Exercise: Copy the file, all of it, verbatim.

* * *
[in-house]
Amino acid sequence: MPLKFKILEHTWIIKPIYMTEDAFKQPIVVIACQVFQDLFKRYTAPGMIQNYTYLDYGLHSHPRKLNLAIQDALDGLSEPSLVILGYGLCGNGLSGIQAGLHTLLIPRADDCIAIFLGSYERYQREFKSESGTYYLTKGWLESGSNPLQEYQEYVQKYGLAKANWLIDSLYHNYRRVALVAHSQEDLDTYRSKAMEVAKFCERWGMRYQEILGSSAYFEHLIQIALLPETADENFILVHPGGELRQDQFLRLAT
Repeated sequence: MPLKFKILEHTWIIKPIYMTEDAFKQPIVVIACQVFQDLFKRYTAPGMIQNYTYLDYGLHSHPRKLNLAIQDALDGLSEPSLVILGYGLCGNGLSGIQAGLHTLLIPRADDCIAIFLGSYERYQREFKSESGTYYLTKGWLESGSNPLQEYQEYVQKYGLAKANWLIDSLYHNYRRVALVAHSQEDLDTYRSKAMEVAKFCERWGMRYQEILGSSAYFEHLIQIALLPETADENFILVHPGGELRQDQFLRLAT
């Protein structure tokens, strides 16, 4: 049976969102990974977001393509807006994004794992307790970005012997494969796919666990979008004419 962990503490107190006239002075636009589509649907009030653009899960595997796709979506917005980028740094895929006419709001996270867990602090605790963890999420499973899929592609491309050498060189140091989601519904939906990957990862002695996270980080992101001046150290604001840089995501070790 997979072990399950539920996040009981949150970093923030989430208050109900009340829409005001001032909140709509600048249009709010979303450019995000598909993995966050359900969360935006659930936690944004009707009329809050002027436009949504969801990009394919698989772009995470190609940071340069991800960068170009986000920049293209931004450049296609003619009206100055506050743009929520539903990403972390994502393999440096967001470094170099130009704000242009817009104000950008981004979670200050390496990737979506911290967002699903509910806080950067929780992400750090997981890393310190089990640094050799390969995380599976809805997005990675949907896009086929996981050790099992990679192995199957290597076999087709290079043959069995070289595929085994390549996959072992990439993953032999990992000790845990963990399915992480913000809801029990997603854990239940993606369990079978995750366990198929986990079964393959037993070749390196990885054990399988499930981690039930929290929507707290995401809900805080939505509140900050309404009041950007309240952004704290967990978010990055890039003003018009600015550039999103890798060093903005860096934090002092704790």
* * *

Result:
[in-house]
Amino acid sequence: MPLKFKILEHTWIIKPIYMTEDAFKQPIVVIACQVFQDLFKRYTAPGMIQNYTYLDYGLHSHPRKLNLAIQDALDGLSEPSLVILGYGLCGNGLSGIQAGLHTLLIPRADDCIAIFLGSYERYQREFKSESGTYYLTKGWLESGSNPLQEYQEYVQKYGLAKANWLIDSLYHNYRRVALVAHSQEDLDTYRSKAMEVAKFCERWGMRYQEILGSSAYFEHLIQIALLPETADENFILVHPGGELRQDQFLRLAT
Repeated sequence: MPLKFKILEHTWIIKPIYMTEDAFKQPIVVIACQVFQDLFKRYTAPGMIQNYTYLDYGLHSHPRKLNLAIQDALDGLSEPSLVILGYGLCGNGLSGIQAGLHTLLIPRADDCIAIFLGSYERYQREFKSESGTYYLTKGWLESGSNPLQEYQEYVQKYGLAKANWLIDSLYHNYRRVALVAHSQEDLDTYRSKAMEVAKFCERWGMRYQEILGSSAYFEHLIQIALLPETADENFILVHPGGELRQDQFLRLAT
């Protein structure tokens, strides 16, 4: 049976969102990974977001393509807006994004794992307790970005012997494969796919666990979008004419 962990503490107190006239002075636009589509649907009030653009899960595997796709979506917005980028740094895929006419709001996270867990602090605790963890999420499973899929592609491309050498060189140091989601519904939906990957990862002695996270980080992101001046150290604001840089995501070790 997979072990399950539920996040009981949150970093923030989430208050109900009340829409005001001032909140709509600048249009709010979303450019995000598909993995966050359900969360935006659930936690944004009707009329809050002027436009949504969801990009394919698989772009995470190609940071340069991800960068170009986000920049293209931004450049296609003619009206100055506050743009929520539903990403972390994502393999440096967001470094170099130009704000242009817009104000950008981004979670200050390496990737979506911290967002699903509910806080950067929780992400750090997981890393310190089990640094050799390969995380599976809805997005990675949907896009086929996981050790099992990679192995199957290597076999087709290079043959069995070289595929085994390549996959072992990439993953032999990992000790845990963990399915992480913000809801029990997603854990239940993606369990079978995750366990198929986990079964393959037993070749390196990885054990399988499930981690039930929290929507707290995401809900805080939505509140900050309404009041950007309240952004704290967990978010990055890039003003018009600015550039999103890798060093903005860096934090002092704790």